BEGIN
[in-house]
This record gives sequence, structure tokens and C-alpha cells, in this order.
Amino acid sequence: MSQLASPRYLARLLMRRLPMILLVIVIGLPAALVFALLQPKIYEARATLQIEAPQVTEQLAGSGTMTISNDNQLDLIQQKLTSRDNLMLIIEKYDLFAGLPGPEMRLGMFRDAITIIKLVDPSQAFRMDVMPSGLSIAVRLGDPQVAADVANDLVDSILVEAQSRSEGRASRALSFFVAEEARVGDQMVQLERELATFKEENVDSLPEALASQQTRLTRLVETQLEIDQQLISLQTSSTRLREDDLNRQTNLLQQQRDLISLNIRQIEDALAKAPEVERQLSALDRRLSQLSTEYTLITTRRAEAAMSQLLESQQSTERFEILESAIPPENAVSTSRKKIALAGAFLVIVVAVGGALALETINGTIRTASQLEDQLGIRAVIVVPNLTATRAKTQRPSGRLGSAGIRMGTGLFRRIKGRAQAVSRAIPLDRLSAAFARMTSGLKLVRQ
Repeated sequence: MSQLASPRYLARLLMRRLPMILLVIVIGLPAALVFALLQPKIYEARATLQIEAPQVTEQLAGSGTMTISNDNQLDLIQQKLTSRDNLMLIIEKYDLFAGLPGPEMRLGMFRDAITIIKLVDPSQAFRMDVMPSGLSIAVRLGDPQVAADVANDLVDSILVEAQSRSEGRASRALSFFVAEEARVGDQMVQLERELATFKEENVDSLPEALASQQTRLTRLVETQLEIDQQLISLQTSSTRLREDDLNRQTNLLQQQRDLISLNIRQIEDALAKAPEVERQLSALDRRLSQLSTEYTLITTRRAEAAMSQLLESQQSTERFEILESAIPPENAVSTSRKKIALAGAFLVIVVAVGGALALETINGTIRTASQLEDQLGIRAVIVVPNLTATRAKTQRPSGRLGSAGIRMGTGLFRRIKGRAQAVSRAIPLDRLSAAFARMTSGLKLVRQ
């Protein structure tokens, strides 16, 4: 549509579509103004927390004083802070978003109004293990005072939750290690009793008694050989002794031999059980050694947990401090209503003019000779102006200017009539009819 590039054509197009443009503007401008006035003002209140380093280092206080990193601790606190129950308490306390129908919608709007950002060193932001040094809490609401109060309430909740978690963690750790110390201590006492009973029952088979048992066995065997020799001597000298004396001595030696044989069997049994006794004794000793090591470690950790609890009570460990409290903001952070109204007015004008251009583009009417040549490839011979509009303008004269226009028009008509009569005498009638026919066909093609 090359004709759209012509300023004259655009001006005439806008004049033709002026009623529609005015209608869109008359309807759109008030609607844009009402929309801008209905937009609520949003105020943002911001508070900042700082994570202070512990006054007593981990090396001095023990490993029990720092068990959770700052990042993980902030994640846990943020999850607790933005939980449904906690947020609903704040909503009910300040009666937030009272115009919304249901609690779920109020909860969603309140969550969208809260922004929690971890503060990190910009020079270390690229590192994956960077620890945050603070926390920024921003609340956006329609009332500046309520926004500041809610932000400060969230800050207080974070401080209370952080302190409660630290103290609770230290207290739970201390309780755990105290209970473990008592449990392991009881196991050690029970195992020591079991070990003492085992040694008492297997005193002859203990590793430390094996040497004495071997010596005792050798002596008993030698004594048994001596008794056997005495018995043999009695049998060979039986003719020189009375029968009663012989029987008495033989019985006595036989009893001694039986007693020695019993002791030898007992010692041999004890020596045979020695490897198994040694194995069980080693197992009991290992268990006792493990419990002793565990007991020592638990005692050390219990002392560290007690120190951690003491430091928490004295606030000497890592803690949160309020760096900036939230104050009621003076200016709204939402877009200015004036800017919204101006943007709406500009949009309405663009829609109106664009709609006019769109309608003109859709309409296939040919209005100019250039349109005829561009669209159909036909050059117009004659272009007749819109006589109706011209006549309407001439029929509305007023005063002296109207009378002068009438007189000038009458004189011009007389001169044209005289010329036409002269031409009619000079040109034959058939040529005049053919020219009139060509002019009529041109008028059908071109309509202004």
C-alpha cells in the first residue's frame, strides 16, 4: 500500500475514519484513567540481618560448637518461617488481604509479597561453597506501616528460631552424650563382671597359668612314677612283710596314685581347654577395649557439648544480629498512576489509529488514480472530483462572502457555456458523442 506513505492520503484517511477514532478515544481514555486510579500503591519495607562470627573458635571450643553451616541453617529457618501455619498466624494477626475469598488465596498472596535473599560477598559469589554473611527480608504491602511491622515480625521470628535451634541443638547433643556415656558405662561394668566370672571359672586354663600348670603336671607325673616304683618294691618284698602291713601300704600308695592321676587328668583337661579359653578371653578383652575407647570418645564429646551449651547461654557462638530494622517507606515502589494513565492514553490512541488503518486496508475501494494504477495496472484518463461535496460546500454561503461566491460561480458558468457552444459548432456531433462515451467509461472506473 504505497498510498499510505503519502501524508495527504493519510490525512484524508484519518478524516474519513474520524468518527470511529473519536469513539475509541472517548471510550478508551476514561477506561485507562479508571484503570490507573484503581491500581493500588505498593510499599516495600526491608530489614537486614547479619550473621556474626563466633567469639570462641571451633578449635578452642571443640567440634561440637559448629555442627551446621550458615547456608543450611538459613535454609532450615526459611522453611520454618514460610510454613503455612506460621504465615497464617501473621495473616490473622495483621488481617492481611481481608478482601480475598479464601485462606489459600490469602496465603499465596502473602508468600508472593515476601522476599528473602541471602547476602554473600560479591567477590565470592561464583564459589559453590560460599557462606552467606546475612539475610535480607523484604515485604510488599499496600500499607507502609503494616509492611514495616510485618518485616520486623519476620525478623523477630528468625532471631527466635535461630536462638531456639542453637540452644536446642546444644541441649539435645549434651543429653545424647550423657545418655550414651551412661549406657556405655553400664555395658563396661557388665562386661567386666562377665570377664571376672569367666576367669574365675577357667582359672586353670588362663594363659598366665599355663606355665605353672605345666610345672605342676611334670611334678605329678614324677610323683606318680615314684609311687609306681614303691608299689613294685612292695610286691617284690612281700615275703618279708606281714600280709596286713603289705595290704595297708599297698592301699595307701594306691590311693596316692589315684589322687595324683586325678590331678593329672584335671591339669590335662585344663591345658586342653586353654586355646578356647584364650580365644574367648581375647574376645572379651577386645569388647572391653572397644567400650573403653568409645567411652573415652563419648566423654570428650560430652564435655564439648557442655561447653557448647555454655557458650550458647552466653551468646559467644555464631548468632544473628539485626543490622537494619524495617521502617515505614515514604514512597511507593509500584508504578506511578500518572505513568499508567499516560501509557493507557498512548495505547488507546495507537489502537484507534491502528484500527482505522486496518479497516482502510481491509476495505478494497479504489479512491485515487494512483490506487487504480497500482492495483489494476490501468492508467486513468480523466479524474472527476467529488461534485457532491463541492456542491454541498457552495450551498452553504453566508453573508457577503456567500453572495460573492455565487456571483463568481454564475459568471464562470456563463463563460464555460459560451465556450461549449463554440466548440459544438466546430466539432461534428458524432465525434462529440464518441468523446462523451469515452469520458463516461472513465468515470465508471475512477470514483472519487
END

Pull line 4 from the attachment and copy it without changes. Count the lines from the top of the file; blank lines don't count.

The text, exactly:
Repeated sequence: MSQLASPRYLARLLMRRLPMILLVIVIGLPAALVFALLQPKIYEARATLQIEAPQVTEQLAGSGTMTISNDNQLDLIQQKLTSRDNLMLIIEKYDLFAGLPGPEMRLGMFRDAITIIKLVDPSQAFRMDVMPSGLSIAVRLGDPQVAADVANDLVDSILVEAQSRSEGRASRALSFFVAEEARVGDQMVQLERELATFKEENVDSLPEALASQQTRLTRLVETQLEIDQQLISLQTSSTRLREDDLNRQTNLLQQQRDLISLNIRQIEDALAKAPEVERQLSALDRRLSQLSTEYTLITTRRAEAAMSQLLESQQSTERFEILESAIPPENAVSTSRKKIALAGAFLVIVVAVGGALALETINGTIRTASQLEDQLGIRAVIVVPNLTATRAKTQRPSGRLGSAGIRMGTGLFRRIKGRAQAVSRAIPLDRLSAAFARMTSGLKLVRQ